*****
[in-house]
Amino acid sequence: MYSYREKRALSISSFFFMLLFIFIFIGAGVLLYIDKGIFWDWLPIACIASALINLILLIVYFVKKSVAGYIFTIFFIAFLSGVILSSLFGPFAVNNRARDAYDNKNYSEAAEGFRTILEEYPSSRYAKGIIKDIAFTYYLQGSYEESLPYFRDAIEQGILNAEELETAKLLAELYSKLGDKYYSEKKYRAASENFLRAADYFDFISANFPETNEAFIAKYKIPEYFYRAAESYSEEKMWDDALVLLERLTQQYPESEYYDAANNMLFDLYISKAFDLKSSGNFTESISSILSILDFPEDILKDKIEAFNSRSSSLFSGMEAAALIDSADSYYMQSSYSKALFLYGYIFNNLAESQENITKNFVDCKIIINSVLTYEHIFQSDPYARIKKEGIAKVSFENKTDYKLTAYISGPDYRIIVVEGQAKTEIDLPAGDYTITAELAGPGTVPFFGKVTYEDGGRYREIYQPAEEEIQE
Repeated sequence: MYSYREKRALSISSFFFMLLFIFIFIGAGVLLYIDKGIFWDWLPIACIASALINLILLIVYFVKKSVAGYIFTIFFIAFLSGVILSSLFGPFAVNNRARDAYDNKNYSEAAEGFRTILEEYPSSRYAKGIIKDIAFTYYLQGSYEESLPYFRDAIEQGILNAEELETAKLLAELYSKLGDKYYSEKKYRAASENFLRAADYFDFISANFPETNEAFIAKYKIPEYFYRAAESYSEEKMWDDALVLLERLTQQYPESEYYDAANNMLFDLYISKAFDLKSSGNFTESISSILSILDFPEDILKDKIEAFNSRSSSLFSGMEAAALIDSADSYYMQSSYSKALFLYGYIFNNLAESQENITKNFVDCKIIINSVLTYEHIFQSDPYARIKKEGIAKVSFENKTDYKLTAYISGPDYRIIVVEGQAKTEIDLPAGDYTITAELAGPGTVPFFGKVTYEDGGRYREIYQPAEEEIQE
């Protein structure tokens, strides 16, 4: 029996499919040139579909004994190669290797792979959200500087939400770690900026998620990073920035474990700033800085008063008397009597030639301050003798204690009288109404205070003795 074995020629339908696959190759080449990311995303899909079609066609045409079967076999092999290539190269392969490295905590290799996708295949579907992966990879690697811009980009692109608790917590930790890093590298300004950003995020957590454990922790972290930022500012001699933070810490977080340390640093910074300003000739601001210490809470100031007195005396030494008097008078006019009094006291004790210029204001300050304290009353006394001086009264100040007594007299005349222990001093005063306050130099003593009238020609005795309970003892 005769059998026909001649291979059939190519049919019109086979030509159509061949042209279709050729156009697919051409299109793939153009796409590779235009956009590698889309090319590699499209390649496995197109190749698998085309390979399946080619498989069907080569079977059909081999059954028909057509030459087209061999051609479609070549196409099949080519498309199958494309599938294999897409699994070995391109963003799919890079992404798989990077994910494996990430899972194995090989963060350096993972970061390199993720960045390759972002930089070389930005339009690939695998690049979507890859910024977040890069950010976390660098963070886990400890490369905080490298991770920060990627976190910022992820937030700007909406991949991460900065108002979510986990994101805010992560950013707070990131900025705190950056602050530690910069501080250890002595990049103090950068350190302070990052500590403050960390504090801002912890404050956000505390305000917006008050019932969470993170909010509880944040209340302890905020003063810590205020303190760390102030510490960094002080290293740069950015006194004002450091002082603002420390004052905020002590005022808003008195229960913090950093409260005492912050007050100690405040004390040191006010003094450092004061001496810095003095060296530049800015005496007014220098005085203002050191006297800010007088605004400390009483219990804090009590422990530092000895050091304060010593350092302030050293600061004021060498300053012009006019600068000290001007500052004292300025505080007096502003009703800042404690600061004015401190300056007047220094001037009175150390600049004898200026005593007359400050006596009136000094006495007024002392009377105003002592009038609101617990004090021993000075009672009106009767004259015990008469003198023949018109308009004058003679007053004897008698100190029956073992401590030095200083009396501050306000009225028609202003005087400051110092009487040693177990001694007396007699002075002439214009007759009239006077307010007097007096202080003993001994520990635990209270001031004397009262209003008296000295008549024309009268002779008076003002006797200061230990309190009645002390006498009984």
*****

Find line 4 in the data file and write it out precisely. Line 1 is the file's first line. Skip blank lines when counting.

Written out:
């Protein structure tokens, strides 16, 4: 029996499919040139579909004994190669290797792979959200500087939400770690900026998620990073920035474990700033800085008063008397009597030639301050003798204690009288109404205070003795 074995020629339908696959190759080449990311995303899909079609066609045409079967076999092999290539190269392969490295905590290799996708295949579907992966990879690697811009980009692109608790917590930790890093590298300004950003995020957590454990922790972290930022500012001699933070810490977080340390640093910074300003000739601001210490809470100031007195005396030494008097008078006019009094006291004790210029204001300050304290009353006394001086009264100040007594007299005349222990001093005063306050130099003593009238020609005795309970003892 005769059998026909001649291979059939190519049919019109086979030509159509061949042209279709050729156009697919051409299109793939153009796409590779235009956009590698889309090319590699499209390649496995197109190749698998085309390979399946080619498989069907080569079977059909081999059954028909057509030459087209061999051609479609070549196409099949080519498309199958494309599938294999897409699994070995391109963003799919890079992404798989990077994910494996990430899972194995090989963060350096993972970061390199993720960045390759972002930089070389930005339009690939695998690049979507890859910024977040890069950010976390660098963070886990400890490369905080490298991770920060990627976190910022992820937030700007909406991949991460900065108002979510986990994101805010992560950013707070990131900025705190950056602050530690910069501080250890002595990049103090950068350190302070990052500590403050960390504090801002912890404050956000505390305000917006008050019932969470993170909010509880944040209340302890905020003063810590205020303190760390102030510490960094002080290293740069950015006194004002450091002082603002420390004052905020002590005022808003008195229960913090950093409260005492912050007050100690405040004390040191006010003094450092004061001496810095003095060296530049800015005496007014220098005085203002050191006297800010007088605004400390009483219990804090009590422990530092000895050091304060010593350092302030050293600061004021060498300053012009006019600068000290001007500052004292300025505080007096502003009703800042404690600061004015401190300056007047220094001037009175150390600049004898200026005593007359400050006596009136000094006495007024002392009377105003002592009038609101617990004090021993000075009672009106009767004259015990008469003198023949018109308009004058003679007053004897008698100190029956073992401590030095200083009396501050306000009225028609202003005087400051110092009487040693177990001694007396007699002075002439214009007759009239006077307010007097007096202080003993001994520990635990209270001031004397009262209003008296000295008549024309009268002779008076003002006797200061230990309190009645002390006498009984």